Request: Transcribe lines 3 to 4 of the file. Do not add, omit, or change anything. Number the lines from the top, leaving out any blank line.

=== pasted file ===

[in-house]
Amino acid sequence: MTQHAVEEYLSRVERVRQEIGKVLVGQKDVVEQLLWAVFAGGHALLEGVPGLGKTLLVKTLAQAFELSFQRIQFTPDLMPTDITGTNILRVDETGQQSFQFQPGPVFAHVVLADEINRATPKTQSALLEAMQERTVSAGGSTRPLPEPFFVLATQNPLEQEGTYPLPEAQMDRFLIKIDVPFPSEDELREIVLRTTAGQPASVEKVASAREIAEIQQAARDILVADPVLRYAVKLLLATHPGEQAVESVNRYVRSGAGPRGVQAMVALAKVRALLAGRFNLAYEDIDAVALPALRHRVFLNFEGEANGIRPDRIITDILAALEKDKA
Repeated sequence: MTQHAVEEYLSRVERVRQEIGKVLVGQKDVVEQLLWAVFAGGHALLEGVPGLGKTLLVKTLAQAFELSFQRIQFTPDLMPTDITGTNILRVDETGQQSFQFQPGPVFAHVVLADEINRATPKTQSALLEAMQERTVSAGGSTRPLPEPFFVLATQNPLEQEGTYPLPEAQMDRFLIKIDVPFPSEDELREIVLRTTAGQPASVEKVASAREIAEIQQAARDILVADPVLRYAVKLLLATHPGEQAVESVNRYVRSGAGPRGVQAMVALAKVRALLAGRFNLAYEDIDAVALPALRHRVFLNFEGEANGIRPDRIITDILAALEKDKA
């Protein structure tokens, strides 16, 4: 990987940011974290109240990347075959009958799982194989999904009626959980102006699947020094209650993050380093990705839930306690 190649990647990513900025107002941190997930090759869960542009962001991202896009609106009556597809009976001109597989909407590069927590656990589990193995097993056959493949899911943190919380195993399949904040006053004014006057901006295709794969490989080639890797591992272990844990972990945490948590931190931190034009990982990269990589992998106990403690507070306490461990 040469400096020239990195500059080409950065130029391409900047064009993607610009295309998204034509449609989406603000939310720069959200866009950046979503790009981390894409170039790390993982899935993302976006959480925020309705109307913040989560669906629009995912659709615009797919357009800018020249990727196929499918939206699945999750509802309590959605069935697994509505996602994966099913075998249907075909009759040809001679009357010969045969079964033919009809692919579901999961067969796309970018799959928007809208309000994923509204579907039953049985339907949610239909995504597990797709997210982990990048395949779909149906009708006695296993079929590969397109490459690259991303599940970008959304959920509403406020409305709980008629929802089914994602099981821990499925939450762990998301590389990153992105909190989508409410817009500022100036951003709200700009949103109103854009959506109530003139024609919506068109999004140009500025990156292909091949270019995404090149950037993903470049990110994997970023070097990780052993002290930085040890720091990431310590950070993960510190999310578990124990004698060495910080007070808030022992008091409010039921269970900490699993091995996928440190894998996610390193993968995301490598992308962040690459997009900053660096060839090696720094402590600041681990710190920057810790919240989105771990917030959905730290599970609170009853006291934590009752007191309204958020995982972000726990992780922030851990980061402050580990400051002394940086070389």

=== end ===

Repeated sequence: MTQHAVEEYLSRVERVRQEIGKVLVGQKDVVEQLLWAVFAGGHALLEGVPGLGKTLLVKTLAQAFELSFQRIQFTPDLMPTDITGTNILRVDETGQQSFQFQPGPVFAHVVLADEINRATPKTQSALLEAMQERTVSAGGSTRPLPEPFFVLATQNPLEQEGTYPLPEAQMDRFLIKIDVPFPSEDELREIVLRTTAGQPASVEKVASAREIAEIQQAARDILVADPVLRYAVKLLLATHPGEQAVESVNRYVRSGAGPRGVQAMVALAKVRALLAGRFNLAYEDIDAVALPALRHRVFLNFEGEANGIRPDRIITDILAALEKDKA
């Protein structure tokens, strides 16, 4: 990987940011974290109240990347075959009958799982194989999904009626959980102006699947020094209650993050380093990705839930306690 190649990647990513900025107002941190997930090759869960542009962001991202896009609106009556597809009976001109597989909407590069927590656990589990193995097993056959493949899911943190919380195993399949904040006053004014006057901006295709794969490989080639890797591992272990844990972990945490948590931190931190034009990982990269990589992998106990403690507070306490461990 040469400096020239990195500059080409950065130029391409900047064009993607610009295309998204034509449609989406603000939310720069959200866009950046979503790009981390894409170039790390993982899935993302976006959480925020309705109307913040989560669906629009995912659709615009797919357009800018020249990727196929499918939206699945999750509802309590959605069935697994509505996602994966099913075998249907075909009759040809001679009357010969045969079964033919009809692919579901999961067969796309970018799959928007809208309000994923509204579907039953049985339907949610239909995504597990797709997210982990990048395949779909149906009708006695296993079929590969397109490459690259991303599940970008959304959920509403406020409305709980008629929802089914994602099981821990499925939450762990998301590389990153992105909190989508409410817009500022100036951003709200700009949103109103854009959506109530003139024609919506068109999004140009500025990156292909091949270019995404090149950037993903470049990110994997970023070097990780052993002290930085040890720091990431310590950070993960510190999310578990124990004698060495910080007070808030022992008091409010039921269970900490699993091995996928440190894998996610390193993968995301490598992308962040690459997009900053660096060839090696720094402590600041681990710190920057810790919240989105771990917030959905730290599970609170009853006291934590009752007191309204958020995982972000726990992780922030851990980061402050580990400051002394940086070389």